Recalling heʻe nalu, we can relate our society’s cultural acceptance of transgender athletes into mainstream sports to the welcoming of change associated with this term. If Hamilton’s resistance shows anything, it is blunt evidence of neglecting the recognition of the ancient Hawaiian function of surfing.

Hamilton must reevaluate her role as a surfer representing Hawaiʻi and the history of her sport. Surfing continues to be a critical part of Native Hawaiian culture, and its origination coincides at a time when māhū, a people of a third gender whose spirituality reflects male and female characteristics, were not only present in society, but were revered. Surfing has and always will be rooted in its practice of inclusivity, using the ocean and its natural playground as an equalizer for people of all backgrounds. Excluding transgender women, especially given the foundation of heʻe nalu as a constantly changing and flowing practice, is misguided and perpetuates the neglect of ancient Hawaiian history that has so long been forgotten, specifically when it comes to surfing.

When my father moved to Hawaiʻi from New York to live with my mother’s family, he had little knowledge of surf culture. Equipped with a nine foot longboard rock n’ roll-ified with spray painted flames, his knowledge of surfing was to the extent of how to catch a wave. It wasn’t until he began surfing at the historic Queens surf break with a local coworker at his first job that he was able to understand its cultural importance, its history. He was an outsider and knew it too. But, being an outsider in a culture so deeply developed should not limit anyone from learning and respecting its history. Hamilton must do the same: she must reevaluate her place in representing the Hawaiian flag and reconnect with the origins of heʻe nalu. By placing a label on who gets to participate, Hamilton neglects the true meaning of wave riding and its connection to the indigenous people who embodied it. Surfing, no matter where it is now, came from a place of respecting the ocean’s unpredictability. Surfers, then, are responsible for yielding to this power not only of the ocean, but the changing times of surfing as a sport. Surfing capitalizes on a changing motion of a flat ocean. An incoming wave is on the horizon —let’s start paddling.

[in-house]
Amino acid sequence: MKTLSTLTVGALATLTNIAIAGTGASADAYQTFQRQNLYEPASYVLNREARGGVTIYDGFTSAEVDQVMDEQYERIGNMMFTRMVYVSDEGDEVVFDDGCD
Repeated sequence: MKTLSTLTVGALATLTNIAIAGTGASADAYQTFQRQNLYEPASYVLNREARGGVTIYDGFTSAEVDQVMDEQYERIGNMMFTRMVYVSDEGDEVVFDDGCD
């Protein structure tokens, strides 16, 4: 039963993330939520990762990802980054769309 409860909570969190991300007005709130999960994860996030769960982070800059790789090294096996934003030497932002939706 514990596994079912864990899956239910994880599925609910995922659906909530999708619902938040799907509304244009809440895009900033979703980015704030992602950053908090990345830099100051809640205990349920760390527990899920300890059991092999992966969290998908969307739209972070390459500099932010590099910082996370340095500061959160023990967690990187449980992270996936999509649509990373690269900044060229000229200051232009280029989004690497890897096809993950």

Contact Mia Anzalone at anzalonem@oxy.edu.